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Autonomic Dysreflexia


Autonomic dysreflexia (AD) is a condition that causes sudden, extremely high blood pressure. AD is most common in people with a spinal cord injury in the neck or upper back.



  • Medicines can help lower your blood pressure or soften your bowel movements. You may also need medicine to prevent an infection or decrease acid in your stomach.
  • Take your medicine as directed. Contact your healthcare provider if you think your medicine is not helping or if you have side effects. Tell him of her if you are allergic to any medicine. Keep a list of the medicines, vitamins, and herbs you take. Include the amounts, and when and why you take them. Bring the list or the pill bottles to follow-up visits. Carry your medicine list with you in case of an emergency.

Manage your symptoms:

  • Sit up or lie with your head raised to decrease your blood pressure. Check your blood pressure every 5 minutes.
  • Loosen any tight clothes , belts, bandages, or braces.
  • Empty your bladder catheter and make sure the tubing is not kinked or blocked.
  • Try to have a bowel movement.
  • Check your skin for red areas. Change your position at least every 2 hours.

Help prevent AD:

Healthcare providers will teach you a bladder and bowel movement program. This program includes ways to help you urinate and have bowel movements regularly. This will help prevent urine buildup, constipation, and AD. Ask for more information on bladder and bowel training.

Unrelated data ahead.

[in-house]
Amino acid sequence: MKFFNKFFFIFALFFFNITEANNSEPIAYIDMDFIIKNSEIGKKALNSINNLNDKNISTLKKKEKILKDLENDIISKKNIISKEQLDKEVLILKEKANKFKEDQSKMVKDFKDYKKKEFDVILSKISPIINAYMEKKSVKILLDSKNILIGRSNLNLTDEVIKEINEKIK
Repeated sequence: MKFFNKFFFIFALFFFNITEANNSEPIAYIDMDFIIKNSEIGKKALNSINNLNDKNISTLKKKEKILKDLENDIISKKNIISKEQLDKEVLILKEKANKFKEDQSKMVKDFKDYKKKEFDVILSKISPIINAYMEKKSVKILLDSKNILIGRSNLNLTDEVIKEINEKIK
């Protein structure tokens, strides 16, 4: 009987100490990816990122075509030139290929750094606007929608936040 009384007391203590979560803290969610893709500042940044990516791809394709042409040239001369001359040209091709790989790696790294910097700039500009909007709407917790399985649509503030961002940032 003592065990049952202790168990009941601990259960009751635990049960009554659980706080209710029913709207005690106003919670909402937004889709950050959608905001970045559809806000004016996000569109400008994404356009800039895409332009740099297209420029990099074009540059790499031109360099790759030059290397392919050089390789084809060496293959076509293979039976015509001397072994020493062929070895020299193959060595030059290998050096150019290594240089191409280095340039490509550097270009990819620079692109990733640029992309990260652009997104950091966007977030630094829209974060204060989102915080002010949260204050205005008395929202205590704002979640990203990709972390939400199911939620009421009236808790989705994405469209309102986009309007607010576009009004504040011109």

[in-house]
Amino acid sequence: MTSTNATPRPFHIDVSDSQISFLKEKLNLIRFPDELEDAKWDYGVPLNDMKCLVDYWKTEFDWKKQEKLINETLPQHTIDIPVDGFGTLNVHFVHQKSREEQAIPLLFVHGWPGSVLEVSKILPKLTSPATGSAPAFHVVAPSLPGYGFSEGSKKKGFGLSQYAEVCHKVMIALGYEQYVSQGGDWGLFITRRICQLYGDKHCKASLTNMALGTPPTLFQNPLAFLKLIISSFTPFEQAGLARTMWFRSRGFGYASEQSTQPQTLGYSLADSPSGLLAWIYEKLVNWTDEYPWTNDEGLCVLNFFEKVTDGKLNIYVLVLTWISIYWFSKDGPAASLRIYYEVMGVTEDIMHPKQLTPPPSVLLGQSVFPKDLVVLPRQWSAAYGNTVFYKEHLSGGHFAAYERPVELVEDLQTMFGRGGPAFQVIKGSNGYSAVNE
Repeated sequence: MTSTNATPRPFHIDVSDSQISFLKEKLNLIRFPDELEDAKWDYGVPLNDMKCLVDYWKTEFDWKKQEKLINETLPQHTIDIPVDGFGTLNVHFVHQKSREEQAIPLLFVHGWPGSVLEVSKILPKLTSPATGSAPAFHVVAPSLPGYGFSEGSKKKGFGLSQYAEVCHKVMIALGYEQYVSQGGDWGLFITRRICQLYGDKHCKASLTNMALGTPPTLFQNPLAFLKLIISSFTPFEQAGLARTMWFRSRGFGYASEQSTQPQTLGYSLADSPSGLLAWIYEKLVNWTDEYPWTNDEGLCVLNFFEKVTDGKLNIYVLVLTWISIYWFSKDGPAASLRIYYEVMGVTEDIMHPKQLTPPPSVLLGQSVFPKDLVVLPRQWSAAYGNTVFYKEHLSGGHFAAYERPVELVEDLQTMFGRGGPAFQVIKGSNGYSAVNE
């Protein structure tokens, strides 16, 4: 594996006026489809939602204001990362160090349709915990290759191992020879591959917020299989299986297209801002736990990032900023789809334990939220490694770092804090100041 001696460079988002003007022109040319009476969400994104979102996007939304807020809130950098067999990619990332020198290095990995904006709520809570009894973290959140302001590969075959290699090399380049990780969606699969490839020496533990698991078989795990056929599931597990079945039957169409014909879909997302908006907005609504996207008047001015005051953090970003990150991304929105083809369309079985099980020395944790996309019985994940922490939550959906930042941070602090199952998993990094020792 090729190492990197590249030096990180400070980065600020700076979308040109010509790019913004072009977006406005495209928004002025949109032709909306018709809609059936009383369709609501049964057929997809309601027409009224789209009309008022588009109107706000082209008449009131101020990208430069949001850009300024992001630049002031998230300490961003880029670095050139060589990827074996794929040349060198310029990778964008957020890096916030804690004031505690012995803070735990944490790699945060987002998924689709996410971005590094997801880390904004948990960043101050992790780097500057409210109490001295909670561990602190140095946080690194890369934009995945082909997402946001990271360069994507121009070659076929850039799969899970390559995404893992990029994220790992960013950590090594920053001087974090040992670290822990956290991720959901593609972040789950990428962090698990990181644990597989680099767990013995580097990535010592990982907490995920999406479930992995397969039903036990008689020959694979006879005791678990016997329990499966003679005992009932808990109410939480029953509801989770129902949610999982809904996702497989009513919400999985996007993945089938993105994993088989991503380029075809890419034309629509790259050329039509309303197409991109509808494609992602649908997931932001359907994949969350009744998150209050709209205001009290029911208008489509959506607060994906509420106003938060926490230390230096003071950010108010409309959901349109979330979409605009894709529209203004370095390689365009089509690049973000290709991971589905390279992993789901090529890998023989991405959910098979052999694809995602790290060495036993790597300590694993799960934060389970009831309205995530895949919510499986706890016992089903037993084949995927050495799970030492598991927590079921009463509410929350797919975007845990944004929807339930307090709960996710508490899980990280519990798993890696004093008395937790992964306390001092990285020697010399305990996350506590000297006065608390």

Carry a medical identification card:

The card should include a summary of your AD. The information will help healthcare providers if you have an emergency.

Follow up with your healthcare provider as directed:

Write down your questions so you remember to ask them during your visits.

Contact your healthcare provider if:

  • Your blood pressure is higher than what your healthcare provider said it should be.
  • You have a fever.
  • You have a red area or sore on your skin.
  • You have blood in your bowel movement.
  • Your urine is cloudy, smells bad, or has blood in it.
  • You urinate less than usual.
  • You have questions or concerns about your condition or care.

Return to the emergency department if:

  • You have trouble breathing.
  • You have a severe headache.
  • You are too dizzy to stand or have trouble walking or moving.
  • You are not urinating at all.
  • You have severe abdominal pain and have not had a bowel movement in a while.

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The above information is an educational aid only. It is not intended as medical advice for individual conditions or treatments. Talk to your doctor, nurse or pharmacist before following any medical regimen to see if it is safe and effective for you.